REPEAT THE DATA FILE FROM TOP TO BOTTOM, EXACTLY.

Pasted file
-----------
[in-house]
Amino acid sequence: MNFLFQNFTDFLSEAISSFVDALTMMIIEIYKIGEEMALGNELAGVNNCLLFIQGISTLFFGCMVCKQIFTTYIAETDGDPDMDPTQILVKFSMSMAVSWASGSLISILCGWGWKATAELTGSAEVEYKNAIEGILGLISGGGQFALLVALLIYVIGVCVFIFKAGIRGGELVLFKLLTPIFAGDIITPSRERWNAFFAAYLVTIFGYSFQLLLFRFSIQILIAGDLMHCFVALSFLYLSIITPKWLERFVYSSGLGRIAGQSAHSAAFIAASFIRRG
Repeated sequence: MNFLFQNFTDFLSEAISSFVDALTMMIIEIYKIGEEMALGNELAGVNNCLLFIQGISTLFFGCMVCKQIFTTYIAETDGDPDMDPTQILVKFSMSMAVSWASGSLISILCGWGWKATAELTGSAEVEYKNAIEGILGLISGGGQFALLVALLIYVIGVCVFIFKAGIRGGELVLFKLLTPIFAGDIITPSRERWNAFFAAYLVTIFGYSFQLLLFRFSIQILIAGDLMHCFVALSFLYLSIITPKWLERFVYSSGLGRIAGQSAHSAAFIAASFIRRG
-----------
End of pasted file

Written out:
[in-house]
Amino acid sequence: MNFLFQNFTDFLSEAISSFVDALTMMIIEIYKIGEEMALGNELAGVNNCLLFIQGISTLFFGCMVCKQIFTTYIAETDGDPDMDPTQILVKFSMSMAVSWASGSLISILCGWGWKATAELTGSAEVEYKNAIEGILGLISGGGQFALLVALLIYVIGVCVFIFKAGIRGGELVLFKLLTPIFAGDIITPSRERWNAFFAAYLVTIFGYSFQLLLFRFSIQILIAGDLMHCFVALSFLYLSIITPKWLERFVYSSGLGRIAGQSAHSAAFIAASFIRRG
Repeated sequence: MNFLFQNFTDFLSEAISSFVDALTMMIIEIYKIGEEMALGNELAGVNNCLLFIQGISTLFFGCMVCKQIFTTYIAETDGDPDMDPTQILVKFSMSMAVSWASGSLISILCGWGWKATAELTGSAEVEYKNAIEGILGLISGGGQFALLVALLIYVIGVCVFIFKAGIRGGELVLFKLLTPIFAGDIITPSRERWNAFFAAYLVTIFGYSFQLLLFRFSIQILIAGDLMHCFVALSFLYLSIITPKWLERFVYSSGLGRIAGQSAHSAAFIAASFIRRG